If a team starts off the season on the wrong foot and wants to reverse its fortunes, there aren’t too many options available for that front office. Can’t cut all the players on the roster, can’t draft new players, can’t even fire the GM if he happens to be the owner of the team, and certainly can’t swap out the existing fan base for a kinder, gentler one.
But you can fire the head coach.
If recent history is anything to go by, there will a couple of mid-season coaching changes this season, just as there will be coaching changes after the season. And in just his second season coaching the Cowboys, Mike McCarthy already is the favorite to be the first head coach fired this season.
On Tuesday, SportsBetting.ag released odds on which head coach will be fired first during the 2021 regular season, and McCarthy has the lowest odds at 7/1, or +700, just ahead of Vic Fangio (8/1) and Matt Nagy (9/1).
McCarthy led the Cowboys to a 6-10 finish in 2020, and the pressure is surely on to get the team to the playoffs this year. And given the state of the NFC East, comfortably getting them to the playoffs may even be a minimum ask, as fellow German Timo Riske, aka @pff_moo, recently observed:
I’m always wary of using tired old cliches like “Jerry Jones has an itchy trigger finger”, but Jones is not getting any younger, and he may not have the patience to sit through another disappointing year, especially if the Cowboys get off to yet another slow start.
Yes, we know that Jones has never fired a head coach after less than two seasons, but trying to predict what Jones will do based on past behavior is almost always a fool’s errand.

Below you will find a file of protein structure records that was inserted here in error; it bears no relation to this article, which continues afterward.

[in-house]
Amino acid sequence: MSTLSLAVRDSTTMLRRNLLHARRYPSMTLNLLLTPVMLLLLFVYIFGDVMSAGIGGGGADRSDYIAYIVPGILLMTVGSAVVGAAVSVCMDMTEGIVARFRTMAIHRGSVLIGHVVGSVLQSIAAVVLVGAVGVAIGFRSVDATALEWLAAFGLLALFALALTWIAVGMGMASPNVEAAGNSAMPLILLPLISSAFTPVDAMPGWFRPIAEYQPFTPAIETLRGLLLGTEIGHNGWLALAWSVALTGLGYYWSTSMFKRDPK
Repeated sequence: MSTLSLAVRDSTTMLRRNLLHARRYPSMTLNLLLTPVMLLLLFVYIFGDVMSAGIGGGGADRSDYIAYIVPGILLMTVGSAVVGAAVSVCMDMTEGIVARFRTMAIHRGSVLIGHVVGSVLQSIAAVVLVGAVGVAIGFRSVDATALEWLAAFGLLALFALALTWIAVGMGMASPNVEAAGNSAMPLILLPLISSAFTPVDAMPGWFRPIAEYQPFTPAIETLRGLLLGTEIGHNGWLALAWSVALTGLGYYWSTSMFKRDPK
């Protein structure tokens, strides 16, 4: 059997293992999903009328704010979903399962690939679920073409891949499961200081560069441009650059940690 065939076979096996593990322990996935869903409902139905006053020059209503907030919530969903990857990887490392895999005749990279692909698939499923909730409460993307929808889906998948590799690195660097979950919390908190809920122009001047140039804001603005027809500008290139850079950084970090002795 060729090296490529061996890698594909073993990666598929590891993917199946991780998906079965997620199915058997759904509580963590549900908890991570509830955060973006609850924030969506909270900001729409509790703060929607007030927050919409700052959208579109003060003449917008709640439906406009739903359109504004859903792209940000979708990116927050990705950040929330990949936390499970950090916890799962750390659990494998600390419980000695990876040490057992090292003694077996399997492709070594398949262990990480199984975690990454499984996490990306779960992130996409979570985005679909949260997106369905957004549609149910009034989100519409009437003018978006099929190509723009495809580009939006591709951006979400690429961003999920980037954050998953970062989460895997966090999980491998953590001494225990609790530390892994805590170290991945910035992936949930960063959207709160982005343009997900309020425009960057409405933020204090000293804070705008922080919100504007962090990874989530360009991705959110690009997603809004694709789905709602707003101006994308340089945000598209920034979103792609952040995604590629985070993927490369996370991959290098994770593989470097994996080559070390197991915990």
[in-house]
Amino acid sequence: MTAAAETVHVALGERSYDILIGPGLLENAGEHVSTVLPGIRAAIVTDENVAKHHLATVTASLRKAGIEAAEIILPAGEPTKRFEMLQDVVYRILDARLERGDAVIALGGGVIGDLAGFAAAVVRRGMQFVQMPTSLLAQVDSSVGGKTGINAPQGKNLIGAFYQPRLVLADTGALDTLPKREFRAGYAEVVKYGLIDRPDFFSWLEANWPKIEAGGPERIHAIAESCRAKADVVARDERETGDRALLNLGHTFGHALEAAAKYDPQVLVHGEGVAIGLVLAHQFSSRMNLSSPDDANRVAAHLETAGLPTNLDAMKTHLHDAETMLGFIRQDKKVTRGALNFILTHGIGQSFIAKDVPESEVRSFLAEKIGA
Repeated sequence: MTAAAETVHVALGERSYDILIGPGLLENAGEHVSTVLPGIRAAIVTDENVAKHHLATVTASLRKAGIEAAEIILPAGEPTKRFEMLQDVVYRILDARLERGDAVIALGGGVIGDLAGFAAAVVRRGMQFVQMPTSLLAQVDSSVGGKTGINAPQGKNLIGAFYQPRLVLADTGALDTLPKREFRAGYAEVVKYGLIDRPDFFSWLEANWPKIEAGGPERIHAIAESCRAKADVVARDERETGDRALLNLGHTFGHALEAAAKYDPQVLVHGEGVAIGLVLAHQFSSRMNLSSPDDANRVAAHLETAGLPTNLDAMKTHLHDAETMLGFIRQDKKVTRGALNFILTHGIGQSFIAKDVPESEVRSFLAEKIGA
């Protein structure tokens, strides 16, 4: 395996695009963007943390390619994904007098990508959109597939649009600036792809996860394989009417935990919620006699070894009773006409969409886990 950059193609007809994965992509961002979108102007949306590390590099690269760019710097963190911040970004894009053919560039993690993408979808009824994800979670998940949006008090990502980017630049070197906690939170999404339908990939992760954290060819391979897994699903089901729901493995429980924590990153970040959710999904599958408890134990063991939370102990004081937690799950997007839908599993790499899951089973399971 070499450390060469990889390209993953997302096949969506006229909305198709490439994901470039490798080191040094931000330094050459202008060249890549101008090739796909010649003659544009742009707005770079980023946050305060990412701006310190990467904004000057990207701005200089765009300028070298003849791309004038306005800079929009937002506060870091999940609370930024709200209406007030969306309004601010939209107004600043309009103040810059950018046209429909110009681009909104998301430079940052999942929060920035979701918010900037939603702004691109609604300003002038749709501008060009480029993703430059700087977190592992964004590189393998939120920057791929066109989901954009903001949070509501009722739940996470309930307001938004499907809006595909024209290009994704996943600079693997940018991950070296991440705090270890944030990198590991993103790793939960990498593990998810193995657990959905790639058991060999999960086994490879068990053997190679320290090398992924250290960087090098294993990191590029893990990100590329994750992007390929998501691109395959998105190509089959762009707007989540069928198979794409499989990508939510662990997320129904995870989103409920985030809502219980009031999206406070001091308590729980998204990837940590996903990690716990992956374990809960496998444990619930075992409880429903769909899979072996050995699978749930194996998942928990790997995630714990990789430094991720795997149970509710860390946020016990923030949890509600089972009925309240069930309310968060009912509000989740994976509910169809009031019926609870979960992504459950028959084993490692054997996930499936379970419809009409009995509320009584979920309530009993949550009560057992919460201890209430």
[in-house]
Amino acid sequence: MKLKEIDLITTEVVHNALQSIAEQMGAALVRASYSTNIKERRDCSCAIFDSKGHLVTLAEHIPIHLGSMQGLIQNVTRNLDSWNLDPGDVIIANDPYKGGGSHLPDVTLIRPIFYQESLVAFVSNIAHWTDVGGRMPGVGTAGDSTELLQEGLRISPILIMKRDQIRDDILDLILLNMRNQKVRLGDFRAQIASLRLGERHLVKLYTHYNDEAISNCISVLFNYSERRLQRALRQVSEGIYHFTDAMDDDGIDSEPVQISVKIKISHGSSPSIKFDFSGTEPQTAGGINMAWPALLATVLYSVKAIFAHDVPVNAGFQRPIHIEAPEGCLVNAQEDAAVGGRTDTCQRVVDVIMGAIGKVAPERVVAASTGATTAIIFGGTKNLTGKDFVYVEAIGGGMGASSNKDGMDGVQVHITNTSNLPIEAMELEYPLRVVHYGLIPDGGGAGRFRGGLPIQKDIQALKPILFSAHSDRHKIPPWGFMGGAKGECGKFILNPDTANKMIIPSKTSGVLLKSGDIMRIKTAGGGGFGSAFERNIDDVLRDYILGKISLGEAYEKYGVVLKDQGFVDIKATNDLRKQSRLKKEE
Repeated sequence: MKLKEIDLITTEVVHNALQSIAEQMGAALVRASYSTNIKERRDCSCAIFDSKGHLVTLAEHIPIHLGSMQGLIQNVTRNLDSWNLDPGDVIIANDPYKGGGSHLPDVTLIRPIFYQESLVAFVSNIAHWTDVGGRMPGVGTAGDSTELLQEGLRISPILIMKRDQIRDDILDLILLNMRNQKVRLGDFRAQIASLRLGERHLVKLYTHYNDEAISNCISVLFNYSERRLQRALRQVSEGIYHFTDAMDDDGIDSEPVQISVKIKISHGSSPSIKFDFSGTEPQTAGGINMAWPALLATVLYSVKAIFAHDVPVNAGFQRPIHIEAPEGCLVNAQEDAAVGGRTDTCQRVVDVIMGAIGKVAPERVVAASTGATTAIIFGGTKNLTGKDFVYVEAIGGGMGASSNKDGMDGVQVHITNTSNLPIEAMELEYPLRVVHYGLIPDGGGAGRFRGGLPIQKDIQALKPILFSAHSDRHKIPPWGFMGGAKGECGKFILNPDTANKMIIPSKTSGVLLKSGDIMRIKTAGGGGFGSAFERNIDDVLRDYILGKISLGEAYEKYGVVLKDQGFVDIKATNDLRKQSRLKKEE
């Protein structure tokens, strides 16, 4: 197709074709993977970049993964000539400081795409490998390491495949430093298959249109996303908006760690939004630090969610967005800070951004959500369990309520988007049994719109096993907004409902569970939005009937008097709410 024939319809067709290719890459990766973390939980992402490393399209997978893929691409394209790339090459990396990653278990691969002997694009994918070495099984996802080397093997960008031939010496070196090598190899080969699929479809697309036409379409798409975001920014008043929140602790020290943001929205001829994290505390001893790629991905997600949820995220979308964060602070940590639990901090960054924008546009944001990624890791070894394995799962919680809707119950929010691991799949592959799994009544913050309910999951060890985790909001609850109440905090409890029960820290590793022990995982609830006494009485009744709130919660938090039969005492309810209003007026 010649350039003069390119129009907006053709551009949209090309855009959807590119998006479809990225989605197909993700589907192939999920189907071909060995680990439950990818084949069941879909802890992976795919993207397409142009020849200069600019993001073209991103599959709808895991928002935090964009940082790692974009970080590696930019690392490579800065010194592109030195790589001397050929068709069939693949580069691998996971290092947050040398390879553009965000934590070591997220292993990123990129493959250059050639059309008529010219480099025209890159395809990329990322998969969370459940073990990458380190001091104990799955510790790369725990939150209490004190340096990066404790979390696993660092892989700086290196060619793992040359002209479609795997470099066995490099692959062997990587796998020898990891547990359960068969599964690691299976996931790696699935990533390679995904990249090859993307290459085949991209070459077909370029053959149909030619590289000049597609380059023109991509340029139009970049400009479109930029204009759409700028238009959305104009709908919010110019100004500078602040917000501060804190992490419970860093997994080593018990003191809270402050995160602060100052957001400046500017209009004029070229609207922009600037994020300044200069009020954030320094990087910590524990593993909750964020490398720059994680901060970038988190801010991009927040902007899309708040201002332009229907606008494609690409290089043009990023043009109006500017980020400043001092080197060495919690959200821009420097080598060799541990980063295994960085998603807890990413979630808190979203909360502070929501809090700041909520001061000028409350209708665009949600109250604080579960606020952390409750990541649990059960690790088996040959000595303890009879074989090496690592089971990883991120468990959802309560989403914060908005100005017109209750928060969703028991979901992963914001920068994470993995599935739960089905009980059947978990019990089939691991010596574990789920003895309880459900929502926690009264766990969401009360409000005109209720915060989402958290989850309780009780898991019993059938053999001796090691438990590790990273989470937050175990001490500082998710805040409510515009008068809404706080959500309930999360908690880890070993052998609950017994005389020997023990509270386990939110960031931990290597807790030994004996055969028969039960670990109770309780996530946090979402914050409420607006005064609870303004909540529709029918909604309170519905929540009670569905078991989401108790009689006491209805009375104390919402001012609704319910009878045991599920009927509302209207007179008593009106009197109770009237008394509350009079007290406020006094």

Remember how Jones had never fired a coach mid-season - until he fired Wade Phillips after Week 10 in 2010. Or remember how “not even Jimmy Johnson lasted for more than four years” in Dallas - until Jason Garrett more than doubled that in his 9.5 year-tenure as head coach in Dallas.
What McCarthy needs to do to keep his job in 2021:
Some believe McCarthy must make the playoffs to keep Jones happy, especially with the woeful state of the division. Others believe the Cowboys must win at least one playoff game. Others believe that simply winning a lowly wild-card game won’t be enough, that it must be a least a divisional round win, perhaps even a conference championship.
Expectations are always high in Dallas and the universal truth, as Brian Galliford of SBNation’s Buffalo Rumblings wrote almost 10 years ago, is that annually being on the hot seat is pretty much par for the course for a Cowboys head coach:
Last year, injuries provided a convenient excuse for a disappointing Cowboys performance, and Mike Nolan turned out to be a super-convenient scapegoat for a defensive mess that could be seen coming from a mile away, as Michael Gehlken of the Dallas Morning News explained in detail at the end of last season:
These defensive struggles were as predictable as a poorly disguised blitz. A question on this very topic was posed to McCarthy in the spring.
On May 27, in a conference call with reporters, McCarthy was asked the following: “Does anything need to be adapted in terms of your schematic install, given the lack of practice reps, the relative lack of practice reps? Does anything need to be simplified in any capacity, or are you just installing the same volume of scheme, plays that you would be otherwise?”
“I am excited because this is probably going to be the most experienced team that I’ve coached,” [McCarthy said] “so we’ll definitely rely on that. I think if we were going to push to one side or the other, we’d definitely push on the side of the volume because of our veteran experience.”
The challenge was there to see.
The Cowboys (4-9) did not adjust.
If the Cowboys fall behind in the playoff race this season, at what point would Jones consider the McCarthy experiment over? What about you as a Cowboys fan, at what point would you start calling for a new head coach?
What does McCarthy need to deliver in his second season as the Cowboys head coach to keep his job?